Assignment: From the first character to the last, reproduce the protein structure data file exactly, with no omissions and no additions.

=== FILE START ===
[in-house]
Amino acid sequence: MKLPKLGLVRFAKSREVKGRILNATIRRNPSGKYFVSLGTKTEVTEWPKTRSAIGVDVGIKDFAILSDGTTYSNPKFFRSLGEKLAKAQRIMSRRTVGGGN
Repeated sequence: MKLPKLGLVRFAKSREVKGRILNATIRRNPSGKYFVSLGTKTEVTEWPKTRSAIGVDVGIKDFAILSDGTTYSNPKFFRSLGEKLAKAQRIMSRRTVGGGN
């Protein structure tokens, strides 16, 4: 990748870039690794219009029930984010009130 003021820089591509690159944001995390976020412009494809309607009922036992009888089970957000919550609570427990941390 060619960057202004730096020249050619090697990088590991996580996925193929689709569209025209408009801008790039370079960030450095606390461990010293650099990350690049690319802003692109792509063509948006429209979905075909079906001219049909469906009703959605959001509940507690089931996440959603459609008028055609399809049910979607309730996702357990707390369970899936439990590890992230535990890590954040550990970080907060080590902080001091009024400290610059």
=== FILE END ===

[in-house]
Amino acid sequence: MKLPKLGLVRFAKSREVKGRILNATIRRNPSGKYFVSLGTKTEVTEWPKTRSAIGVDVGIKDFAILSDGTTYSNPKFFRSLGEKLAKAQRIMSRRTVGGGN
Repeated sequence: MKLPKLGLVRFAKSREVKGRILNATIRRNPSGKYFVSLGTKTEVTEWPKTRSAIGVDVGIKDFAILSDGTTYSNPKFFRSLGEKLAKAQRIMSRRTVGGGN
């Protein structure tokens, strides 16, 4: 990748870039690794219009029930984010009130 003021820089591509690159944001995390976020412009494809309607009922036992009888089970957000919550609570427990941390 060619960057202004730096020249050619090697990088590991996580996925193929689709569209025209408009801008790039370079960030450095606390461990010293650099990350690049690319802003692109792509063509948006429209979905075909079906001219049909469906009703959605959001509940507690089931996440959603459609008028055609399809049910979607309730996702357990707390369970899936439990590890992230535990890590954040550990970080907060080590902080001091009024400290610059």